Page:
>All excellent points, Rachelle. Many of these ideas are great for non-contracted writers as well. I've been spending some time thinking about overall branding lately. In a class at ACFW, two speakers mentioned how it's difficult to truly define your brand until you have a couple of books out, but I think unpublished writers can never start too early thinking about this. Thinking about brand can influence which story idea you write next, the direction you take your blog, who you might interact with/find things in common with on Twitter, etc.
Thanks for making me think today! And thank you for the links.
>As soon as I sign with my agency I'm going to amp up my author marketing. I do feel like my blog is more geared for writers at this point rather than the audience I'd like to reach with my novels. I don't think it's impossible to marry the two concepts so long as I maintain a flavor of my writing style. I'm really looking forward to marketing my novel's. My husband is a marketing mastermind and I can't wait to put his skills to great use! Fun post!
>I anchor the morning news for a Top 10 TV station and I would suggest it's certainly worth putting together a well crafted newsletter or packet to send out.
TV time is precious and therefore we tend to shy away from the majority of stuff unless it's a big name author, an interesting topic or someone local who's written something very interesting.
Along the same lines, local newspapers and radio stations are a good source as well. The paper may go so far as to review your work, but be prepared if it's not the glowing review you'd hoped for.
Hit up friends, old college buddies, anyone you think can help spread the word.
And here goes a shameless plug. If you have the time, stop by and read my blog: http://thedayofthewriter.blogspot.com
Thank you Rachelle for caring.
>Excellent post, Rachelle. What I appreciate most is how you stress our need to do what's right for us given where we are in life. It takes pressure off…well, sort of.
I've never heard of the Marketing Bootcamp and think that will need to be one of my 2011 goals.
>I'm not anywhere near this point, but these are terrific tips for when I am. I'm tucking them away for future reference. Thanks!
>Love Lisa's point. There really is something about meeting those in the industry in person.
It's exciting for me, brainstorming and thinking about taking on the things you listed!
Talking to other writers is an excellent resource and taking notes on what has worked for them.
>Terrific list, Rachelle. If your budget allows, consider writing conferences and retreats. Making that face to face connection with an editor or agent helps to cement a future relationship.
>Great post, as usual! I want to comment on the Facebook thing. I'm a marketing "copy bitch" by day, and one of the things I do is manage clients' Facebook pages (along with them — I feel the client needs to be a partner in his or her marketing). A major mistake (in my opinion) that I'm seeing with some writers: they use their personal Facebook page as their fan page. Don't do this. First, it can be nerve wracking for someone to "friend" a writer. On a public page, fans just need to click the "Like" button. Second, your fans don't need to hear the goings on of your family Thanksgiving and whether baby boy slept through the night (unless this is what you write about, but even then). Your public page will allow you to focus, and I agree with you, Rachelle, that it shouldn't be just pimping your book. Your fans "liked" your page because they like to read and they like to read you specifically, so talk books. Talk movies. Take polls. Run contests (book giveaways are always fun). Ask thought provoking questions (on the flip side your "personal" friends might get tired of you if you tried all these tactics on your personal page). Even if you've already taken the leap and have made your personal page your fan page, separate them. It will be worth the effort in the long run. Oh, and don't forget the look and feel. You can customize (and should) your FB public page. Specifically, create a "Welcome" tab with a cool, relevant graphic (this should be the default page people land on if they're not already a fan).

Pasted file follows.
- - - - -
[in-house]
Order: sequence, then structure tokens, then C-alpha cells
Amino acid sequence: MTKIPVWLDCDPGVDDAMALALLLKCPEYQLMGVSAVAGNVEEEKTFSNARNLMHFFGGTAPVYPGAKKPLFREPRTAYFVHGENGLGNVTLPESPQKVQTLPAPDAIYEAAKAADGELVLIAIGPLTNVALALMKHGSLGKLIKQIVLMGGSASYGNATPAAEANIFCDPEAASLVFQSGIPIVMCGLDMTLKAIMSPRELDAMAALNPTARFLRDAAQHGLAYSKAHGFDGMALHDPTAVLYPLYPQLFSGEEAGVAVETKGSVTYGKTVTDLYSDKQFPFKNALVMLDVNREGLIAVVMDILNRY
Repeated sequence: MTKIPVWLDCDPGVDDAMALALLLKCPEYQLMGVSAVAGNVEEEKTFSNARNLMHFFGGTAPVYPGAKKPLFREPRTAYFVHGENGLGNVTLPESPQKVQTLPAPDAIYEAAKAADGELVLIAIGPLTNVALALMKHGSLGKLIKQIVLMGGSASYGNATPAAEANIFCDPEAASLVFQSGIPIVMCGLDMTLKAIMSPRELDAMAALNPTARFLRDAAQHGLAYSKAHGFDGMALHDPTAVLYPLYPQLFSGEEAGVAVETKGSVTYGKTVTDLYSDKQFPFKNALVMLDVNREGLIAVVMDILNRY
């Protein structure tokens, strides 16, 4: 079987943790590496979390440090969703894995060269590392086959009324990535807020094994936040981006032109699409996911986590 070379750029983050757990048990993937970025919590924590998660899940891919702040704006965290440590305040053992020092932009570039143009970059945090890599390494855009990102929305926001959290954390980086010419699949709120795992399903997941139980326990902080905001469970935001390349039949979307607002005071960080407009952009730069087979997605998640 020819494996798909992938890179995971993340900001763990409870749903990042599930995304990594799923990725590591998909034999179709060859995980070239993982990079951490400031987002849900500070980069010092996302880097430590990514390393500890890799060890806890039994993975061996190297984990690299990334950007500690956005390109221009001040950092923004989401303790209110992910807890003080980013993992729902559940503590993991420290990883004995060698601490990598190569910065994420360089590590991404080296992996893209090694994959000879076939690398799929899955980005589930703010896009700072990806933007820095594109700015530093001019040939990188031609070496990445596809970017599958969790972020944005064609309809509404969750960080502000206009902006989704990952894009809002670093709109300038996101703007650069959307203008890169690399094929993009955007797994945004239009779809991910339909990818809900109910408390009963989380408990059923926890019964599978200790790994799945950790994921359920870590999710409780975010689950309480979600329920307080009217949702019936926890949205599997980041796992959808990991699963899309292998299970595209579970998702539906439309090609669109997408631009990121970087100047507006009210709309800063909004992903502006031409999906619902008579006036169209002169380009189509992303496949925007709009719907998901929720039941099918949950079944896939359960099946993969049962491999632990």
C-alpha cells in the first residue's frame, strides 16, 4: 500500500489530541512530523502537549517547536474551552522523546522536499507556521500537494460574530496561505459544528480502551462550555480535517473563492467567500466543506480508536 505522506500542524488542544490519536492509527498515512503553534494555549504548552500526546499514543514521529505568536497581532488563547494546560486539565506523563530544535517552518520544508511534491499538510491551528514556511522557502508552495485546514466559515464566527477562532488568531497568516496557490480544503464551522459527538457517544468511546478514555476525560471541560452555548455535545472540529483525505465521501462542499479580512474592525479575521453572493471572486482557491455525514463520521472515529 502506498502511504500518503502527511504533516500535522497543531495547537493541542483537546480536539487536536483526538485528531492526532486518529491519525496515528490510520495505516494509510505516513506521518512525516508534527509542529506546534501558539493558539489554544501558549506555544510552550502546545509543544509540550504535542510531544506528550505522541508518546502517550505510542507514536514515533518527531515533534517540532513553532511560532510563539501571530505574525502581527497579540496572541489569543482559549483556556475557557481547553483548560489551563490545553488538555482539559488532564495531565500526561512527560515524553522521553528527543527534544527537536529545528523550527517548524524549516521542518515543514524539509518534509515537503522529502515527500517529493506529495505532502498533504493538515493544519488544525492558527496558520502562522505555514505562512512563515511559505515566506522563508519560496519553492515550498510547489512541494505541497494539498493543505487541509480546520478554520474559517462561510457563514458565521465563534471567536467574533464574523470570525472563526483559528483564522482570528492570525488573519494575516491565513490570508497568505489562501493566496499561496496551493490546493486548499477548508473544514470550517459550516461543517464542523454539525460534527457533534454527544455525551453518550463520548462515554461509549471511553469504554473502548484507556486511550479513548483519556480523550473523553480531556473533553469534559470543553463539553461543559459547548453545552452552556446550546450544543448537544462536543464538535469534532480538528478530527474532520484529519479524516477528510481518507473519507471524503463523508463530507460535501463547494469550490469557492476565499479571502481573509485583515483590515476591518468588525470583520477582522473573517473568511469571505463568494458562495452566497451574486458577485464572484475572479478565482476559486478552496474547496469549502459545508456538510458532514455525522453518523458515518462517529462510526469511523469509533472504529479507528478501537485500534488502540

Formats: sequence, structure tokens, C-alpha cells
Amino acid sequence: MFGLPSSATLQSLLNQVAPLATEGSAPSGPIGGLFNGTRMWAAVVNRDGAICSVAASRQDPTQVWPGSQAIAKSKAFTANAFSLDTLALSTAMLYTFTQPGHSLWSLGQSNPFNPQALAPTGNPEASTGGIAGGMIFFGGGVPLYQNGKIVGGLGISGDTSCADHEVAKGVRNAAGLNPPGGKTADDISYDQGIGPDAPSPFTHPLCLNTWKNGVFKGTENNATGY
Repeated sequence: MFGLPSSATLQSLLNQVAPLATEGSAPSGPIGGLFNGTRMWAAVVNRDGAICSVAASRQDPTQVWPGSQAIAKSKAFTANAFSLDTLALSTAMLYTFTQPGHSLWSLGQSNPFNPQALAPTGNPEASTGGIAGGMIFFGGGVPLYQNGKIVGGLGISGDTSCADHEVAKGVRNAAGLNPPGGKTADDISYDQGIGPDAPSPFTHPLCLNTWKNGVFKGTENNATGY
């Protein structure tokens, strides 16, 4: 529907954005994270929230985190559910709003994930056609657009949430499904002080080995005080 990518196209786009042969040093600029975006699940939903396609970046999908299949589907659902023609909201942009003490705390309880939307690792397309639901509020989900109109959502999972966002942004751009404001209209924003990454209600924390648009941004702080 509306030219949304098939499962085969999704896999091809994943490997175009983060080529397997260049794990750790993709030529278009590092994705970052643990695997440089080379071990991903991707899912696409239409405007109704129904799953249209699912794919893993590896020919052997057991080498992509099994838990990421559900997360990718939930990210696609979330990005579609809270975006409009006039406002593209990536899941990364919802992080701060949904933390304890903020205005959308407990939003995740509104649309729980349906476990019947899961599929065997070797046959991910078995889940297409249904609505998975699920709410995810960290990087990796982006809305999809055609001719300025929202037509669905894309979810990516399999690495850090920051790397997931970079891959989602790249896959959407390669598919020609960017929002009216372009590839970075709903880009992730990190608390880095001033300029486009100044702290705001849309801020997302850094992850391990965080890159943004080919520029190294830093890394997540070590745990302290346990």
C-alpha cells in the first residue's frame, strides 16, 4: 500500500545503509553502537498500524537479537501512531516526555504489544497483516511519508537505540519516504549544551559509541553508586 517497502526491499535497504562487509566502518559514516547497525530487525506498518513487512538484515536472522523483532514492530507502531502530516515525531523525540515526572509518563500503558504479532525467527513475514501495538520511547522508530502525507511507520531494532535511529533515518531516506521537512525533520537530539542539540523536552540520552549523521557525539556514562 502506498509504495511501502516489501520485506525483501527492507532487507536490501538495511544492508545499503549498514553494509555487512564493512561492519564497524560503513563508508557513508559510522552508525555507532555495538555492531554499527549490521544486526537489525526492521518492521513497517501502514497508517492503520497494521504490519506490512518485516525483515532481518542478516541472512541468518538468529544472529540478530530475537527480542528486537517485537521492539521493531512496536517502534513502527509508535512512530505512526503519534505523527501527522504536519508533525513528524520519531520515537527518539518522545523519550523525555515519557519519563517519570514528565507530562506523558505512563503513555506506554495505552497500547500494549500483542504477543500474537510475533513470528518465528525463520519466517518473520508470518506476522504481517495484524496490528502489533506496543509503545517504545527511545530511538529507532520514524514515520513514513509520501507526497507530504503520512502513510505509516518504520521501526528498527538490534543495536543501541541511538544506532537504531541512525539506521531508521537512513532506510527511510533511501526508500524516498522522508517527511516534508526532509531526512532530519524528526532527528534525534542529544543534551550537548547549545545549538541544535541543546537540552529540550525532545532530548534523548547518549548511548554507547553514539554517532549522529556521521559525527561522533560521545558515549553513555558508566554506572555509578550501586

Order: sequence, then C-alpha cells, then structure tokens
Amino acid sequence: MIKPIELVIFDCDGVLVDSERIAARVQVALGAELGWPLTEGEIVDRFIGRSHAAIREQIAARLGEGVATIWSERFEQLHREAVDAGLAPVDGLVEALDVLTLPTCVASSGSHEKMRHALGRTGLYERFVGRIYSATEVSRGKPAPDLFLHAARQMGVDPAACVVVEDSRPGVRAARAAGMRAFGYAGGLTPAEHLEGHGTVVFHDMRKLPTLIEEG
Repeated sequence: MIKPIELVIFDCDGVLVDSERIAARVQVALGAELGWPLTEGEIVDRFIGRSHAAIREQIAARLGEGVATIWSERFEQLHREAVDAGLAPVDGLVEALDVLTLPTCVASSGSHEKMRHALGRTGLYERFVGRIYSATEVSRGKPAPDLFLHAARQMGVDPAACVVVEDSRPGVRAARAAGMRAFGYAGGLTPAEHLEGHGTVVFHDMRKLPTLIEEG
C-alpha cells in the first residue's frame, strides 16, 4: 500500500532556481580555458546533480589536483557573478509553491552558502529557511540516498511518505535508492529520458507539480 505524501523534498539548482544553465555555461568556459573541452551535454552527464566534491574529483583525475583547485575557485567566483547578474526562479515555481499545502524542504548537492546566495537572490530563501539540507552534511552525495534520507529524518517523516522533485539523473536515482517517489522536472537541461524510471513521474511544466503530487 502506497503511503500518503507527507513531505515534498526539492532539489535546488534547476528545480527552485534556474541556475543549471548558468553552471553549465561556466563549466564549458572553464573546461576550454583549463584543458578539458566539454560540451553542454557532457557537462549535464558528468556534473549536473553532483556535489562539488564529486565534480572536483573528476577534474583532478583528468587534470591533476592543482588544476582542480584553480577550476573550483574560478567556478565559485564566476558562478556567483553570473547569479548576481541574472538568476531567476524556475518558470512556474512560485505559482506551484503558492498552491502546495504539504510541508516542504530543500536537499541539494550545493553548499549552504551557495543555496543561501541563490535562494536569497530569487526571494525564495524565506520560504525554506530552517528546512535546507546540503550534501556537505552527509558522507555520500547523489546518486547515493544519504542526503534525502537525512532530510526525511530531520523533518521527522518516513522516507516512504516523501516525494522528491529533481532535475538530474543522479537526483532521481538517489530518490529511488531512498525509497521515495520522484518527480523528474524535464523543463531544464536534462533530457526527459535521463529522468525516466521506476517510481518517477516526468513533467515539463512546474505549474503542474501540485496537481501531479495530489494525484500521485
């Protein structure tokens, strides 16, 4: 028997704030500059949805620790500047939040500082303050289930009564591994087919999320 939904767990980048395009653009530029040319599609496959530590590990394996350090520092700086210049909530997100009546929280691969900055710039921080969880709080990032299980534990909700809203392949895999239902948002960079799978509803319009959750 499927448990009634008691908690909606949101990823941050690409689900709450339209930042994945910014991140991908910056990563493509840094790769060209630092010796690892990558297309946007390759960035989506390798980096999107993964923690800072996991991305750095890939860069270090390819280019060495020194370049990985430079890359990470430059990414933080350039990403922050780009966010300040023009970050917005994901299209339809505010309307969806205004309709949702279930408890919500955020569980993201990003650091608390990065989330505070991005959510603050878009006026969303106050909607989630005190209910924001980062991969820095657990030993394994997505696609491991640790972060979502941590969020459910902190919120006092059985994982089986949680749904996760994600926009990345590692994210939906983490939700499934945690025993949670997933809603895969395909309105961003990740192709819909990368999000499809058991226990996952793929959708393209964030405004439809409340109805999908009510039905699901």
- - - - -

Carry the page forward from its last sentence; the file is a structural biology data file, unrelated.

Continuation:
Okay, I'll stop now. 🙂
All great points to note down, and given similar advice by a lit agent in UK mag "Whiters' News", which I featured on my fun blog. I nevertheless took her advice on board and set up a profile blog specific to show-case my writing.
Hence chapters posted up for public view, expecially as I'm considering going Indie if I fail to secure a publishing deal on latest sub.
>All excellent points. I might emphasize this one–start working on your next book. After the publication of your first book, it's a constant balancing act between marketing that one and writing the next.
>I'm glad you posted this today because I'm currently brainstorming a more focused theme for my blog… and at the same time I'm writing a memoir. Ideally the themes for the book and blog match. 🙂 But what comes first? I've been trying to do both at the same time for a couple of years now and this feels
counterproductive. I don't want to "go dark" on my blog, but I'm also concerned about relaunching a new, focused theme at the beginning of the year, only to change directions when my manuscript is complete. Thoughts on how to divide my time and energy at this stage of the game?
>"Think about your overall branding – who do you want to be as a writer?"
You make that sound so easy. 🙂
>I don’t think there’s a thing on this list for which it couldn’t be said that it is much easier said than done. Maybe it’s because I tend to write about stuff that people don’t get together in groups to talk about, but when it comes to “getting out and speaking” I wouldn’t even know where to start. It's not like you can pick up the yellow pages and look under "groups who want speakers."
>The above advice is certainly important for writers. I would add one thing:
If a writer truly believes in their book; you should also think BIG…and give this a try. Send a sample of your work to influencial people that you hope may find it interesting. You may think it would be a waste of time, but it may be the key to your success.
I've done this for years, and it has yielded results that amazed me.
So pick out people that you look up to and send them something. They are humans just like you…they can be moved by your writing. God can make it happen for you. Don't be shy, be bold.